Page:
On May 11 in rural Honduras, a late-night anti-narcotic mission involving American Drug Enforcement Administration (DEA) agents and U.S.-owned equipment resulted in the death of four people—two of them pregnant women, a fourteen-year-old boy and a 21-year-old man. One of the leading Honduran human rights organizations, COFADEH, released this detailed report, calling the event “unacceptable and reprehensible.”
As a joint regional intelligence team spotted potential drug-running planes leaving Venezuela heading toward Honduras, American and Honduran officials boarded helicopters and deployed from a recently built compound just 30 miles from the village in the Mosquito region where the incident unfolded.
Four indigenous people canoeing and collecting shellfish in the Patuca River were taken by surprise when the helicopters arrived. According to survivors and witnesses, confusion gave way to terror as the helicopters, with Americans on board, began to fire at the small group. The Nation reports that when the smoke cleared, four were dead, two of whom were mothers-to-be. Others were wounded. The Honduran police and the DEA affirm that they intended to target a boat which had received cargo from the planes and was being directed by traffickers to the ocean.
The New York Times also reports that DEA spokeswoman Dawn Dearden confirmed the DEA was working “hand in hand with our Honduran counterparts,” and the Associated Press (AP) writes that the DEA verified “that some of its agents were aboard a U.S.-owned helicopter with Honduran police who opened fire on a small boat on a Honduran river.” However, Dearden maintains that no DEA official fired a shot—although their status as law enforcement officials gives them authority to do so.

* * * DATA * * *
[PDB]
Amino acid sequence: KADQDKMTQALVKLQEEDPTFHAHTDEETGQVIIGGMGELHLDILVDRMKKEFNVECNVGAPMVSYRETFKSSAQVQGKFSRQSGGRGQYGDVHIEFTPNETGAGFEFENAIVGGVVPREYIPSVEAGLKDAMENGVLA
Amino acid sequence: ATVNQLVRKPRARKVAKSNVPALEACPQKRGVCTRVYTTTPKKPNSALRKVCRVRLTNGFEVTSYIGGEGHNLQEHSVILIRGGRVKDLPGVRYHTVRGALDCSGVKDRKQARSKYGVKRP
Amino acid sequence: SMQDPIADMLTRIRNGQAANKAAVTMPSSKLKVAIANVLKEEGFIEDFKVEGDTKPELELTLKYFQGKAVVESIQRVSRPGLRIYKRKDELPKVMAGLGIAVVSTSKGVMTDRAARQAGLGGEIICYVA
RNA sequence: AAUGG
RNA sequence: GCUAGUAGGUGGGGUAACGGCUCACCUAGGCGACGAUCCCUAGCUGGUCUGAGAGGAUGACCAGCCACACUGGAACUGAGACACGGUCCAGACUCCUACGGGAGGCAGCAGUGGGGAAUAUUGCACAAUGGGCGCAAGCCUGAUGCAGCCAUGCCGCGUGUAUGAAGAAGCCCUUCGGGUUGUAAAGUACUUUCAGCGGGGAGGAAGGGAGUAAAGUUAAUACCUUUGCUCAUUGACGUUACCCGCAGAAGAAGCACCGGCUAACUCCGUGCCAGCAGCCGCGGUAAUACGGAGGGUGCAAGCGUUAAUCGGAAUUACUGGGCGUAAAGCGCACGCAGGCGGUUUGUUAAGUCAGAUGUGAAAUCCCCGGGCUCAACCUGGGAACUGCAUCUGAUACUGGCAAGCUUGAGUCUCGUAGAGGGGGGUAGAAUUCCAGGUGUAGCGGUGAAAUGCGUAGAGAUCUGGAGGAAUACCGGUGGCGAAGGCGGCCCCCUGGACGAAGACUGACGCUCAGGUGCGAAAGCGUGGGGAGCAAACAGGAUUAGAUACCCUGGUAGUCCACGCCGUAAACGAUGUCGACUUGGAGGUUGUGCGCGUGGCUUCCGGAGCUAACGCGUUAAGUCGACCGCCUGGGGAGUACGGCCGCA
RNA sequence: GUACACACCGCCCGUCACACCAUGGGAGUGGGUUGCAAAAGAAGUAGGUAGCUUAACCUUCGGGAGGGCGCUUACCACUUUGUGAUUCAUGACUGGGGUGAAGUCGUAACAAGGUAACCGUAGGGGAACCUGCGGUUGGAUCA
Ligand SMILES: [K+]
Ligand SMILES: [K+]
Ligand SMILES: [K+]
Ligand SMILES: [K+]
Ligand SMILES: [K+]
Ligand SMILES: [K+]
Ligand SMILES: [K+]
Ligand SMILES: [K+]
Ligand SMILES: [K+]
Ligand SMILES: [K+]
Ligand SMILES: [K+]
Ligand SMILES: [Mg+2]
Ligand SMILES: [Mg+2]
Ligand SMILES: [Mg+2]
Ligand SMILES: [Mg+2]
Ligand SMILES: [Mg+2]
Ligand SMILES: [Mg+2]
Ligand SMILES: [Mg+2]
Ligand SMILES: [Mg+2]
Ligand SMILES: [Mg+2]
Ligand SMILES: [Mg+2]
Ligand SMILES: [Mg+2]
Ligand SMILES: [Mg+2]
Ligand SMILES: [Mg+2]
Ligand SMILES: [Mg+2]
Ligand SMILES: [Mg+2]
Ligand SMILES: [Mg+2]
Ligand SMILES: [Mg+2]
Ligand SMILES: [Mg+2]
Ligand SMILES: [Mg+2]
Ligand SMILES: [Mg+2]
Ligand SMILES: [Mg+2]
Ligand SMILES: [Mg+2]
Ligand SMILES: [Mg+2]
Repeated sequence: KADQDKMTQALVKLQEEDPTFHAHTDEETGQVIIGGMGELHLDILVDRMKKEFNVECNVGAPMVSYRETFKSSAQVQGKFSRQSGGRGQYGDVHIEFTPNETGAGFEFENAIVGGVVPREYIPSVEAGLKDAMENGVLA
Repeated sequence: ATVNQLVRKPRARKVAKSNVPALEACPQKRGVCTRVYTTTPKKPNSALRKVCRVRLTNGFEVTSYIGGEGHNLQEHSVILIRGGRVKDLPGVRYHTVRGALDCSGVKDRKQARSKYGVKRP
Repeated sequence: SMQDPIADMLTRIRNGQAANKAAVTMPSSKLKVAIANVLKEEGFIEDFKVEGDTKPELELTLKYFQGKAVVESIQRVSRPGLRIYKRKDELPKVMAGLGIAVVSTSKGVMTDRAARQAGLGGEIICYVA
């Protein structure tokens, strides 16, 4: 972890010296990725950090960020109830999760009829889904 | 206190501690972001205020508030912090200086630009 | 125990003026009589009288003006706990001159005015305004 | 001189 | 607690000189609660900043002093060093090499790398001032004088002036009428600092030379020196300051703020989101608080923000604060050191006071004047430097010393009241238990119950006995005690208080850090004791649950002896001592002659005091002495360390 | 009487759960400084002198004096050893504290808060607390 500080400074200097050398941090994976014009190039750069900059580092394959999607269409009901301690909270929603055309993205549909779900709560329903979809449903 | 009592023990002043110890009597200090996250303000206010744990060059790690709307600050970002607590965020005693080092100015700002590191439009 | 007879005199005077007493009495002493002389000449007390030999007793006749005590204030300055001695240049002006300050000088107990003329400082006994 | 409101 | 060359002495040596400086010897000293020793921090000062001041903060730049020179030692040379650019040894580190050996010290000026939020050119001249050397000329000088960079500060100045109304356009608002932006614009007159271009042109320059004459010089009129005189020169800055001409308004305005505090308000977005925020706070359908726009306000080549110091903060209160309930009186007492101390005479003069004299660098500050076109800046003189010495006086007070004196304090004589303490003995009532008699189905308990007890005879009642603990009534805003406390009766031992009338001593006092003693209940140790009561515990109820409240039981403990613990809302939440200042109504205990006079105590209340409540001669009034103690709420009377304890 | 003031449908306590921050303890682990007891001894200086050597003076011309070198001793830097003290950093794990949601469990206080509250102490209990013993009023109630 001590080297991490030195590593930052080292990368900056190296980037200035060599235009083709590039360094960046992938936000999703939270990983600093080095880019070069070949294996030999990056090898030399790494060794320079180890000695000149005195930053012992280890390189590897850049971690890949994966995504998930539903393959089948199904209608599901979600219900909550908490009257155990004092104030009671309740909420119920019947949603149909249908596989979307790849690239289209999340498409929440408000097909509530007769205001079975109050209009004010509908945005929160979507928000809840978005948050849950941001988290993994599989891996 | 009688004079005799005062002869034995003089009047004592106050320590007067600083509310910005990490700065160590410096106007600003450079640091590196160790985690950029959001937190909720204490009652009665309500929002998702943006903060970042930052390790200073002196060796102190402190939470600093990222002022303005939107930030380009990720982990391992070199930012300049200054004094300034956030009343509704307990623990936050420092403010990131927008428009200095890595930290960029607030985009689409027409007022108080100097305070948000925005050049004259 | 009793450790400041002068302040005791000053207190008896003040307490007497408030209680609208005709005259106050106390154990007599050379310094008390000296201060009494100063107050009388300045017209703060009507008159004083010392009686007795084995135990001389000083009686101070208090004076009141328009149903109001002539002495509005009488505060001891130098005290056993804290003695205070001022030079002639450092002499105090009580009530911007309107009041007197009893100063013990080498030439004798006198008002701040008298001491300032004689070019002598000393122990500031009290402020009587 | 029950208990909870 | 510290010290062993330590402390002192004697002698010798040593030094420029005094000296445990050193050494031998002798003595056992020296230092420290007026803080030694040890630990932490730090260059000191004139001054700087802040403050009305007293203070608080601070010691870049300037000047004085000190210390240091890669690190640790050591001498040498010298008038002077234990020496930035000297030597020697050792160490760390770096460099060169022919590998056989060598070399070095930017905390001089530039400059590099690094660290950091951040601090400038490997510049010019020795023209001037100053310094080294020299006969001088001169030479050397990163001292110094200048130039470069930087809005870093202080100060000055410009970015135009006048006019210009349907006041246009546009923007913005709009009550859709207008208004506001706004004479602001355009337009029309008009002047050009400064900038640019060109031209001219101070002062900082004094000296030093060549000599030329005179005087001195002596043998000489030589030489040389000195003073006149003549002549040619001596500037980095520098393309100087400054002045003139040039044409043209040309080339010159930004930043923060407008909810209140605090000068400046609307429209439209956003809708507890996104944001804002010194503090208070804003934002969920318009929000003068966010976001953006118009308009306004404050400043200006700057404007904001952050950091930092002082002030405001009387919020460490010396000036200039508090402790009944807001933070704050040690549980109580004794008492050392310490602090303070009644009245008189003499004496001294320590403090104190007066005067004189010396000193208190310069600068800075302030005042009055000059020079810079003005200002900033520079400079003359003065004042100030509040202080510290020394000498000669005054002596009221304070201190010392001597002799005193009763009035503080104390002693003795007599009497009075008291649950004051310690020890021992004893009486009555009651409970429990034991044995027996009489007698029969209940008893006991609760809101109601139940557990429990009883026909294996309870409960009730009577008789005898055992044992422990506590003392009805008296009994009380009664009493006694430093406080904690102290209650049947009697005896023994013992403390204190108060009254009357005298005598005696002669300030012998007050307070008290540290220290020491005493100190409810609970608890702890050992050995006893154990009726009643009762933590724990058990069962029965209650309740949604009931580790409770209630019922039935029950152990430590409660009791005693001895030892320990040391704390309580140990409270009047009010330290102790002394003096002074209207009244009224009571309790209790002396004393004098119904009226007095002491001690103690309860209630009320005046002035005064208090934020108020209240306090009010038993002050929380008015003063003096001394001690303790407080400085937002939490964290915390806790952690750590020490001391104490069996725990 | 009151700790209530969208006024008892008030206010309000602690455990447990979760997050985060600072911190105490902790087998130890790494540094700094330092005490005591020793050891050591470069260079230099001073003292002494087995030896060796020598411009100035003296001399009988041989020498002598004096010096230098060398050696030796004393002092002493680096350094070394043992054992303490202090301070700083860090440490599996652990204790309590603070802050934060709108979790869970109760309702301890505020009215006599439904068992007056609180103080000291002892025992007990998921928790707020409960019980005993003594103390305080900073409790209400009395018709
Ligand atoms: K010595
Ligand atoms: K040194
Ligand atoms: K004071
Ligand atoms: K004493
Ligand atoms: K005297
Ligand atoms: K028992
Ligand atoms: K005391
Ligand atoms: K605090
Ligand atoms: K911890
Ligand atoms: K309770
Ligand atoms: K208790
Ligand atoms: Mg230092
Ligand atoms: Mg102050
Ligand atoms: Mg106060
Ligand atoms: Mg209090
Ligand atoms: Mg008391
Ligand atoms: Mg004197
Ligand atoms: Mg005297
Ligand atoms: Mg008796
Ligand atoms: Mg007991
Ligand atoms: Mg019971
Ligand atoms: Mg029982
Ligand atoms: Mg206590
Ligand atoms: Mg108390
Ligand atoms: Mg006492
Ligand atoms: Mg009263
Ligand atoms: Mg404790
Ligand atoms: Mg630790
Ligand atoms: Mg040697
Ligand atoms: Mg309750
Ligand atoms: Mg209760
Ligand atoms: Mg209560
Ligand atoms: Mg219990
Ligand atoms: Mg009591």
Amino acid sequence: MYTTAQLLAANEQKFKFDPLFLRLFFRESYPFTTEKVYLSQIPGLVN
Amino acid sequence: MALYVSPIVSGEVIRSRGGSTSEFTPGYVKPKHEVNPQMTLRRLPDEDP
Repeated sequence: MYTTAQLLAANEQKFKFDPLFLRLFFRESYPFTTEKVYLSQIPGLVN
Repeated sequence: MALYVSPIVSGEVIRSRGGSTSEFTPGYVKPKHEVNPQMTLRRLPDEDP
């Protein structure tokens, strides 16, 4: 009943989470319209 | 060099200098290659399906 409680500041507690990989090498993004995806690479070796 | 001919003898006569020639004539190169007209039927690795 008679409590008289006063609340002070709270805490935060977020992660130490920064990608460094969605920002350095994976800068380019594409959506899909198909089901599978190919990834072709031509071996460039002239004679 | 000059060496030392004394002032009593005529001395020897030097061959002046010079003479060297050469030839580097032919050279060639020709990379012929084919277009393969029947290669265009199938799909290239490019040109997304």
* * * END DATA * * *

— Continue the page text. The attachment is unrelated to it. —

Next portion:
There are additional concerns in the aftermath of the shooting. The AP reports: “One chopper landed in front of Hilaria Zavala’s home at about 3 a.m. and the six men who got out kicked down her door. She said a ‘gringo’ threw her husband on the ground and put a gun to his head demanding to know about a trafficker named ‘El Renco.’” “They spoke in English among themselves and on the radios,” she said. The AP also spoke with Celin Eriksson, whose brother died in the canoe. “The commandos who came off the helicopter handcuffed him, Celin said, and put a gun to his head. Some spoke to him in English, which he also speaks. ‘If you don’t talk we’ll kill you,’ the boy said he was told.”
The L.A. Times, remarking that in Honduras “legal and political institutions are weak, and human rights are too often only an abstraction,” concludes:
“The incident raises more questions than it answers. In their role as advisors, did the DEA agents participate in the decision to open fire before the targets were positively identified? Are those agents authorized to intercede to prevent the killing of civilians? Does the U.S.-financed anti-drug effort in Honduras run the risk of putting American forces on the side of an unpopular and possibly trigger-happy Central American military? One thing is clear: The U.S. military role should be extremely limited and carefully monitored.”
And this is clear, too: There must be an independent U.S. investigation as well as an investigation in the Honduran justice system of this incident, including of the DEA’s role, what the rules of engagement were, and what happened to result in the deaths of two pregnant women, a 21-year-old man, and a 14-year-old boy, on that terrible night on the Patuca River.